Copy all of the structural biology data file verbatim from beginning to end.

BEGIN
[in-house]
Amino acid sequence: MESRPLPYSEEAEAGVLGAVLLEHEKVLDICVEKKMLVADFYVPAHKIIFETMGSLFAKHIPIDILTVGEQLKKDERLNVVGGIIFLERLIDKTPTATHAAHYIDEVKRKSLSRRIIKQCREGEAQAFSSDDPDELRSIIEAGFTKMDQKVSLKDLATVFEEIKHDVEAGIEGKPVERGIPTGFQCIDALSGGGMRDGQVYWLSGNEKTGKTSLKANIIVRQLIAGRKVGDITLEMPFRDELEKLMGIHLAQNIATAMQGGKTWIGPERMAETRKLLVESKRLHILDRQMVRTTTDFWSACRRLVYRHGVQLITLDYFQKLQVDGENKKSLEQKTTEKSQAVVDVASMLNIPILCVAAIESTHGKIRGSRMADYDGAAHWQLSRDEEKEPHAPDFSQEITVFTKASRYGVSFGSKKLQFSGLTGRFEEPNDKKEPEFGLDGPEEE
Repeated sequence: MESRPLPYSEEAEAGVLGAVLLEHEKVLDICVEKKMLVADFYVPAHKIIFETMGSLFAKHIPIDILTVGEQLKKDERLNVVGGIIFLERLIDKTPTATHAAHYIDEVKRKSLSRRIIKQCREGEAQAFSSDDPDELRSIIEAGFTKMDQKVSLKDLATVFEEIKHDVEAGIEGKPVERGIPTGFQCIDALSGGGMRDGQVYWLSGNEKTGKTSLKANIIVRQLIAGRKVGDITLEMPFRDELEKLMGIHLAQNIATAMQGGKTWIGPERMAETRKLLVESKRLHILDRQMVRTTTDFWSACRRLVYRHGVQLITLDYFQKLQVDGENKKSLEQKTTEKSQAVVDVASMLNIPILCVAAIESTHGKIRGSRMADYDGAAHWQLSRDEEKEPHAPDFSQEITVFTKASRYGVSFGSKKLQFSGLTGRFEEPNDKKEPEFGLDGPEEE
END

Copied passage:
[in-house]
Amino acid sequence: MESRPLPYSEEAEAGVLGAVLLEHEKVLDICVEKKMLVADFYVPAHKIIFETMGSLFAKHIPIDILTVGEQLKKDERLNVVGGIIFLERLIDKTPTATHAAHYIDEVKRKSLSRRIIKQCREGEAQAFSSDDPDELRSIIEAGFTKMDQKVSLKDLATVFEEIKHDVEAGIEGKPVERGIPTGFQCIDALSGGGMRDGQVYWLSGNEKTGKTSLKANIIVRQLIAGRKVGDITLEMPFRDELEKLMGIHLAQNIATAMQGGKTWIGPERMAETRKLLVESKRLHILDRQMVRTTTDFWSACRRLVYRHGVQLITLDYFQKLQVDGENKKSLEQKTTEKSQAVVDVASMLNIPILCVAAIESTHGKIRGSRMADYDGAAHWQLSRDEEKEPHAPDFSQEITVFTKASRYGVSFGSKKLQFSGLTGRFEEPNDKKEPEFGLDGPEEE
Repeated sequence: MESRPLPYSEEAEAGVLGAVLLEHEKVLDICVEKKMLVADFYVPAHKIIFETMGSLFAKHIPIDILTVGEQLKKDERLNVVGGIIFLERLIDKTPTATHAAHYIDEVKRKSLSRRIIKQCREGEAQAFSSDDPDELRSIIEAGFTKMDQKVSLKDLATVFEEIKHDVEAGIEGKPVERGIPTGFQCIDALSGGGMRDGQVYWLSGNEKTGKTSLKANIIVRQLIAGRKVGDITLEMPFRDELEKLMGIHLAQNIATAMQGGKTWIGPERMAETRKLLVESKRLHILDRQMVRTTTDFWSACRRLVYRHGVQLITLDYFQKLQVDGENKKSLEQKTTEKSQAVVDVASMLNIPILCVAAIESTHGKIRGSRMADYDGAAHWQLSRDEEKEPHAPDFSQEITVFTKASRYGVSFGSKKLQFSGLTGRFEEPNDKKEPEFGLDGPEEE